Likely published between 90 AD and 120 AD
Thibault’s Score: 4/5
Parallel Lives, sometimes called Roman Lives, is a series of biographies of famous people from Roman and Greek history written by Plutarch. Most of the work has survived, however several chapters have been lost to history. The book itself is very interesting. The translations are clear and the writing is lucid.
After the fall of the Byzantine Empire, many Greek refugees flooded into Christian Italy. During this time, many ancient Roman texts were translated into Latin. Francesco Filelfo obtained a number of Greek texts in Constantinople in the 1420s, including Parallel Lives, which he translated after the fall of Constantinople to preserve Roman history.
I have serious doubts about the historical voracity of the lives of the people being written about. For example, I had learned many times a story about Julius Caesar. He allegedly was captured by pirates, and spent several months with them. During his captivity, he would exercise and work with the pirates as an equal, but would often joke that if he got free he would crucify them. Sure enough, he gets free, and crucifies the pirates several months later. This story is often repeated religiously, but Plutarch, writing roughly 200 years after Caesar’s death, is the only source.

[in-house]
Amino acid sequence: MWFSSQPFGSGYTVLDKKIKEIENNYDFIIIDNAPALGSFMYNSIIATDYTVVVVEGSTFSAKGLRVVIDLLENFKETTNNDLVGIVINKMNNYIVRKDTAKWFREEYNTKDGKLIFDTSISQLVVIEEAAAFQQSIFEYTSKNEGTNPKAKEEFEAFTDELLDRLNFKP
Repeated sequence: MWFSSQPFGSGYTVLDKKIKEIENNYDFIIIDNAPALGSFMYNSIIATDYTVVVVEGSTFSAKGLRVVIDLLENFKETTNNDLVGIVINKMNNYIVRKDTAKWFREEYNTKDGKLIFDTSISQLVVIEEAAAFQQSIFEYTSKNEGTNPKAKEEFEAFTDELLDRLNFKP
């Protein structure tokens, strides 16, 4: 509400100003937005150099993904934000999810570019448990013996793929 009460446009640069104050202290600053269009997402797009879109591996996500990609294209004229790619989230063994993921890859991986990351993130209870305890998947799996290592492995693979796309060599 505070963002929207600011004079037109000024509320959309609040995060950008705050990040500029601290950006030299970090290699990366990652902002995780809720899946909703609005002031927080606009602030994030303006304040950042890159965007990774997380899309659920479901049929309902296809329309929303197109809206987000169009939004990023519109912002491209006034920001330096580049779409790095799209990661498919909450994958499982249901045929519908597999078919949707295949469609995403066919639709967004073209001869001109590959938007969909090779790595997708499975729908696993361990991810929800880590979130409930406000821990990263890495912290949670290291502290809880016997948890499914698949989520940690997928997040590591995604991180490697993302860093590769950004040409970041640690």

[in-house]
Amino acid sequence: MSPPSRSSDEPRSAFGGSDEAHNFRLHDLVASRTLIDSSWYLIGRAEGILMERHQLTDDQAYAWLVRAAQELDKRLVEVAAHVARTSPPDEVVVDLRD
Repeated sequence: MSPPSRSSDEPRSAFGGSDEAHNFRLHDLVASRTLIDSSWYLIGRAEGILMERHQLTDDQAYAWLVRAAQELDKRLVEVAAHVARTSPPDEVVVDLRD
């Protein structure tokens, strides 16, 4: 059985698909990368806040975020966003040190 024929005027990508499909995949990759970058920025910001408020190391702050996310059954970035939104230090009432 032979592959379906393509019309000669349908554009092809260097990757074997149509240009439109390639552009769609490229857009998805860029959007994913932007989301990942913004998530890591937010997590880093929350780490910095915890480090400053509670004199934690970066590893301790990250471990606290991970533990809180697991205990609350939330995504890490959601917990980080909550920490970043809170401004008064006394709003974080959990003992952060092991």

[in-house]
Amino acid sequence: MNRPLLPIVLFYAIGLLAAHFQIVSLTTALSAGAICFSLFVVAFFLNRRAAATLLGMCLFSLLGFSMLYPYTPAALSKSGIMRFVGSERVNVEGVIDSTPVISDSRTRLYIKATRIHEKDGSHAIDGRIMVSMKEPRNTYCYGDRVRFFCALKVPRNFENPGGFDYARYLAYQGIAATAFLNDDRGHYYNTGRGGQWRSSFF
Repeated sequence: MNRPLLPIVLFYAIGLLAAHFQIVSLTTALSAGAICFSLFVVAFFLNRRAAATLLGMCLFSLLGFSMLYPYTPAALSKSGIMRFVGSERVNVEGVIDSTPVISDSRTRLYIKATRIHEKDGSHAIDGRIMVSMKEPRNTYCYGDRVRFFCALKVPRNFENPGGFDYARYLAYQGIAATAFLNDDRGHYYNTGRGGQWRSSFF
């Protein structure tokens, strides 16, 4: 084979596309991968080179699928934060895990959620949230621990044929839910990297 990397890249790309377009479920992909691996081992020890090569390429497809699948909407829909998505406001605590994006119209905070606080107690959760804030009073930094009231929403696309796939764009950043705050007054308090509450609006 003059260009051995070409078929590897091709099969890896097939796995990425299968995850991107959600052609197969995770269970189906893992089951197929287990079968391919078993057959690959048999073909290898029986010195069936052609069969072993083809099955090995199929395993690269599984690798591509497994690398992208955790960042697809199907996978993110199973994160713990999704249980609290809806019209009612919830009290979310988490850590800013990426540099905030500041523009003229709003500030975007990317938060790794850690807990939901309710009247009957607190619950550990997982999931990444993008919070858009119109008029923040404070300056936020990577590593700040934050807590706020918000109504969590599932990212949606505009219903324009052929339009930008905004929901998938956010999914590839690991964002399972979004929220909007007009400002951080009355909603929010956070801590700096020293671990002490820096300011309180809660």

Reading Plutarch is very interesting. The clear, factual, and objective-sounding writing style reminds me slightly of Thucydides, and contrasts sharply with the superstitious, emotional, and irrational authors like Marcus Aurelius and St. Augustine.
Reading the ancients makes me realize that everything we know about history, especially history before the 1300s, is likely completely made up but is taught completely uncritically in schools and universities across the world.
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